5 Things We Learned from the Call of Duty: Black Ops 3 Beta

While we’ve only had a a bit shy of a week to suck the marrow out of the recent Call of Duty: Black Ops 3 multiplayer beta, heaven knows we put in as many hours as we could to glean as much info as we could. So if you didn’t have a chance to join the fun, here are some of the key takeaways that we were left with after our time with the game shootin’, glitchin’, and killstreakin’.

1) Black Ops 3’s Pace Is Slower Than Previous Call of Duty Titles
For most of us, this is a good thing. There’s more of a Gears of War feel to the traversal in Black Ops 3 than ever before – cover, movement, and change of speed (i.e. going from moving relatively fast to really fast for a brief moment) all play bigger roles here than they have in previous titles. There’s more of a sense of being able to catch your breath and plan in Black Ops 3 multiplayer than there has been in earlier titles in the series; that doesn’t necessarily mean there actually is more time to sit around doing nothing, but it feels like the pace is slower.

2) Verticality Is Significantly Increased
The “thrust jump” (back from Advanced Warfare) and new wall-running move mean that you can really go up in the air and stay there in Black Ops 3. It provides a lot more angles on the battlefield – half the time, we ended up raining lead on people’s heads from above – than earlier Call of Duty titles, and almost gives the game an Unreal Tournament-esque feel, with more sci-fi realism.

3) You’re Playing a Superman, Not Just a Super-soldier

Black Ops 3’s Specialist classes literally have superhuman abilities, like the ability to teleport instantaneously backwards from a dangerous situation (“glitching”), which is very different from what most folks probably expect from this series. This is a Call of Duty game that doesn’t spend a lot of time going for realism – but, instead, embraces the bells-and-whistles that come with futuristic concepts like cybernetics, virtual reality, and bio-engineered tissues. This affects not just the game’s look and ethos, but also the way that players will build their character classes, and how they’ll expect enemies to behave.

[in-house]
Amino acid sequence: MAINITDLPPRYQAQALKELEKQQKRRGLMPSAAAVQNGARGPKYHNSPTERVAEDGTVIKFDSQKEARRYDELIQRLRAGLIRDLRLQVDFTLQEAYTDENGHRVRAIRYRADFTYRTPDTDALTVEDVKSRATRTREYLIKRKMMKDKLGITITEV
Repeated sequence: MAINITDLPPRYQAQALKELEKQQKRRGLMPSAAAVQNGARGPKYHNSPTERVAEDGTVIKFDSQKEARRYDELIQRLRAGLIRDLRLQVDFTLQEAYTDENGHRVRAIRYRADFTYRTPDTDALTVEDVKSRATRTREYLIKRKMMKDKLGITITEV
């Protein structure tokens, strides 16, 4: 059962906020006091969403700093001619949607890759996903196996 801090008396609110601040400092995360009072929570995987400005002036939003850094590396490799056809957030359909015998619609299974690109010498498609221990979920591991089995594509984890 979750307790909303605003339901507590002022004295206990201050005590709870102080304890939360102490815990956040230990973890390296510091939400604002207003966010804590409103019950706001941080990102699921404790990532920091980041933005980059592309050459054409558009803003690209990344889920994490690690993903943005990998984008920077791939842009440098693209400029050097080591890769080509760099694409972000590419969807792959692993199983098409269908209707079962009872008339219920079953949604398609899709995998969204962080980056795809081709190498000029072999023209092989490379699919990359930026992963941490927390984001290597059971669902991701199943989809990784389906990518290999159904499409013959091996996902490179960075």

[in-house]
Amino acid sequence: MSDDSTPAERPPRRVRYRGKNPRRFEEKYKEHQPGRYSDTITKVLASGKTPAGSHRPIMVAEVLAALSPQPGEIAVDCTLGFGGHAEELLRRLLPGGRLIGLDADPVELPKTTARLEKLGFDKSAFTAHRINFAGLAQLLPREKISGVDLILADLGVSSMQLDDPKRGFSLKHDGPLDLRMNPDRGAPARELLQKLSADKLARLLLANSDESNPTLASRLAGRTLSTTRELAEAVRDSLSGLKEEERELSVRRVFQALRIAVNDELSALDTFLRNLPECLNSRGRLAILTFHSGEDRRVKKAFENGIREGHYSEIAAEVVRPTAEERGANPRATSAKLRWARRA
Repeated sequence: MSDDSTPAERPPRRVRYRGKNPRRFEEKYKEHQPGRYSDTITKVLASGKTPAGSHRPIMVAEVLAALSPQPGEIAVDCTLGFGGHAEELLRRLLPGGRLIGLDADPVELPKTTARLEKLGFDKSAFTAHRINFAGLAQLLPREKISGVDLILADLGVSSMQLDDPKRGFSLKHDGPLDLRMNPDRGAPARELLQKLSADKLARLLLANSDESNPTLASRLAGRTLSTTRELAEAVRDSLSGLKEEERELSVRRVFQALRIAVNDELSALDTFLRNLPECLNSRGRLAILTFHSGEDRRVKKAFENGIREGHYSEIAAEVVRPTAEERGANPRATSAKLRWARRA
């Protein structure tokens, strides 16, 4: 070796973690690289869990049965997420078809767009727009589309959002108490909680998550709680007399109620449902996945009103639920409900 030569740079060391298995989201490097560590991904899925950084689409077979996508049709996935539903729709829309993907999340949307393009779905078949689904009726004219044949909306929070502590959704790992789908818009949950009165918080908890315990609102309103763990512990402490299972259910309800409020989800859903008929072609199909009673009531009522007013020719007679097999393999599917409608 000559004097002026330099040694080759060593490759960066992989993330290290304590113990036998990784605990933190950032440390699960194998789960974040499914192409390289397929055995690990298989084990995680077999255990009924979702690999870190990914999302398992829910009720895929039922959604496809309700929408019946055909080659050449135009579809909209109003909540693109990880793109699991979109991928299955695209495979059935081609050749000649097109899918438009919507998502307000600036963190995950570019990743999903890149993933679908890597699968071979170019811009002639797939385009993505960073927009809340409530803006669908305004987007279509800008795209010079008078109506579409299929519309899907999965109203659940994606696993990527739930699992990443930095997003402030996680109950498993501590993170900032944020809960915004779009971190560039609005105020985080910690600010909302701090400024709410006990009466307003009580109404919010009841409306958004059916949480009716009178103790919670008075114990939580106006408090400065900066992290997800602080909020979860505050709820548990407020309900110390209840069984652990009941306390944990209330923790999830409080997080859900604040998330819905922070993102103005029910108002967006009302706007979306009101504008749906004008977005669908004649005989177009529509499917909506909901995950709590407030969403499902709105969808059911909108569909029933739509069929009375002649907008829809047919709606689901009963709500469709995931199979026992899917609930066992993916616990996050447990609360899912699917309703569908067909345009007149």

4) The Maps Are Up-close and Personal
While Black Ops 3’s maps feature a lot of vertical space (and the designers have provided plenty of surfaces, pitfalls, and traps to take advantage of it), most of the rest of the space is pretty cramped. Even in light of the aforementioned slower pacing, these tighter quarters mean you’ll still need great reflexes, accuracy, and the right equipment at the right time to turn matches in your favor. So, in that sense, things are very much the same as ever in Black Ops 3.

5) Classes and Special Abilities Really Matter
In some previous Call of Duty games, special abilities were – at best – supplemental to your play style. In Black Ops 3, they’re largely determinative of it. If you’re a hunter-killer, you’ll need the Vision Pulse ability to seek out hidden enemies… but if you’re a quick scout who wants to get behind enemy lines, you’ll need the Glitch ability. These are tied to classes, and will eventually be subject to an ability “draft” before competitive matches, so that each ability will only be selectable by one player per match. These make for some real game-changers this time around, so it definitely pays to learn the ins and outs of the classes and abilities in Black Ops 3.

Of course, at the end of the day, the core gameplay that makes all Call of Duty titles fun and competitive is still at the heart of Black Ops 3. The developers at Treyarch haven’t reinvented the wheel here, but they don’t really need to and their changes have made a significant difference in the way that players will experience competitive matches when Call of Duty: Black Ops 3 hits Xbox One, Xbox 360, and Windows PC on November 6.